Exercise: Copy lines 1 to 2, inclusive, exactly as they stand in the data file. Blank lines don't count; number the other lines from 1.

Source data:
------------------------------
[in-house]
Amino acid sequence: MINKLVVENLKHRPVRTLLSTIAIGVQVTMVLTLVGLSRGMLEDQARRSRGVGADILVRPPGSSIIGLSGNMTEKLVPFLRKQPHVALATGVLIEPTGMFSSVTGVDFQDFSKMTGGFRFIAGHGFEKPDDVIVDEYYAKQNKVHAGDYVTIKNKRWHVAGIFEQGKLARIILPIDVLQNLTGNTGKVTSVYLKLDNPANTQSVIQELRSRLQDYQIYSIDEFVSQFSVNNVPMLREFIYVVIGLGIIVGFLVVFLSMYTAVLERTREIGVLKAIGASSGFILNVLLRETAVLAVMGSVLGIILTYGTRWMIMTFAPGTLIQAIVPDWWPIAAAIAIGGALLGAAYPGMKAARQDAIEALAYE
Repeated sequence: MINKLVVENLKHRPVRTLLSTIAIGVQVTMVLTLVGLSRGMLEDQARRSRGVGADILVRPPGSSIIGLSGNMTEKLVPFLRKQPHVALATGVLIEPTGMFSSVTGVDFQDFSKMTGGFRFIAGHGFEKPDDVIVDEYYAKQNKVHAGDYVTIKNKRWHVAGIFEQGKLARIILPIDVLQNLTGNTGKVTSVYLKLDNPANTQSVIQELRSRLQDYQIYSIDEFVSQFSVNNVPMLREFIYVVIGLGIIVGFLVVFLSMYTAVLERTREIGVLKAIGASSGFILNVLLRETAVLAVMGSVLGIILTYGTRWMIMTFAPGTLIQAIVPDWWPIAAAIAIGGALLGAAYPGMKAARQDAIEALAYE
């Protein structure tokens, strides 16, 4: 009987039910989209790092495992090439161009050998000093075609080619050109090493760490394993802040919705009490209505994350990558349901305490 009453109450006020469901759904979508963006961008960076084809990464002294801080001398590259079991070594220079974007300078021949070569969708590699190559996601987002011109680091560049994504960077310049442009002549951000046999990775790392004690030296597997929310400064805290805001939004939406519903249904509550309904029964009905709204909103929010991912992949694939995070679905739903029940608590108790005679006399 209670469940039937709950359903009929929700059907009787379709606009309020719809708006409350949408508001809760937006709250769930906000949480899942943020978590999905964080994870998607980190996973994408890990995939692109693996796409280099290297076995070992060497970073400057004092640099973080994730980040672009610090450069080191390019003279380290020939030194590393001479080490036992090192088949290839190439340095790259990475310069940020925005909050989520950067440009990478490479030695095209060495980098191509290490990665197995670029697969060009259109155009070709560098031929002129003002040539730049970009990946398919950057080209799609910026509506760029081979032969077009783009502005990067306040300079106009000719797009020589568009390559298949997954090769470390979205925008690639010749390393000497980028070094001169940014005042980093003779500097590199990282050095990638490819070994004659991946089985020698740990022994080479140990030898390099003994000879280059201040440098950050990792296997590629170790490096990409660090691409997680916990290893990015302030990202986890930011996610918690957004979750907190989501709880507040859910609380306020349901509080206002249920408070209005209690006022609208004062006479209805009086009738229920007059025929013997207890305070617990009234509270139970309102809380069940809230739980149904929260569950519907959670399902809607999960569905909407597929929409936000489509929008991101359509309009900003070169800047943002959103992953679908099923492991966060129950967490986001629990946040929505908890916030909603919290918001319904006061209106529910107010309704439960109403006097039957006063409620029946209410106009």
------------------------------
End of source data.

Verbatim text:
[in-house]
Amino acid sequence: MINKLVVENLKHRPVRTLLSTIAIGVQVTMVLTLVGLSRGMLEDQARRSRGVGADILVRPPGSSIIGLSGNMTEKLVPFLRKQPHVALATGVLIEPTGMFSSVTGVDFQDFSKMTGGFRFIAGHGFEKPDDVIVDEYYAKQNKVHAGDYVTIKNKRWHVAGIFEQGKLARIILPIDVLQNLTGNTGKVTSVYLKLDNPANTQSVIQELRSRLQDYQIYSIDEFVSQFSVNNVPMLREFIYVVIGLGIIVGFLVVFLSMYTAVLERTREIGVLKAIGASSGFILNVLLRETAVLAVMGSVLGIILTYGTRWMIMTFAPGTLIQAIVPDWWPIAAAIAIGGALLGAAYPGMKAARQDAIEALAYE